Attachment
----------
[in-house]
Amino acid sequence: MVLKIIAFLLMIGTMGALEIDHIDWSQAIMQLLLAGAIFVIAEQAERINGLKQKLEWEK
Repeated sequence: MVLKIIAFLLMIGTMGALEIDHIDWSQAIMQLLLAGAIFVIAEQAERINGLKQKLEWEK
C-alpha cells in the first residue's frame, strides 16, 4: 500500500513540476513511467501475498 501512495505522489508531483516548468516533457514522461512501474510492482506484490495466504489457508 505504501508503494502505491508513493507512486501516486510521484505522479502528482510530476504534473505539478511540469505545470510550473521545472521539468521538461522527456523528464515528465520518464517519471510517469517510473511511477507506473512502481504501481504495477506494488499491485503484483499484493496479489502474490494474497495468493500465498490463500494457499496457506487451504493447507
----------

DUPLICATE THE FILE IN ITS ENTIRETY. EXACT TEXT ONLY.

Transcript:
[in-house]
Amino acid sequence: MVLKIIAFLLMIGTMGALEIDHIDWSQAIMQLLLAGAIFVIAEQAERINGLKQKLEWEK
Repeated sequence: MVLKIIAFLLMIGTMGALEIDHIDWSQAIMQLLLAGAIFVIAEQAERINGLKQKLEWEK
C-alpha cells in the first residue's frame, strides 16, 4: 500500500513540476513511467501475498 501512495505522489508531483516548468516533457514522461512501474510492482506484490495466504489457508 505504501508503494502505491508513493507512486501516486510521484505522479502528482510530476504534473505539478511540469505545470510550473521545472521539468521538461522527456523528464515528465520518464517519471510517469517510473511511477507506473512502481504501481504495477506494488499491485503484483499484493496479489502474490494474497495468493500465498490463500494457499496457506487451504493447507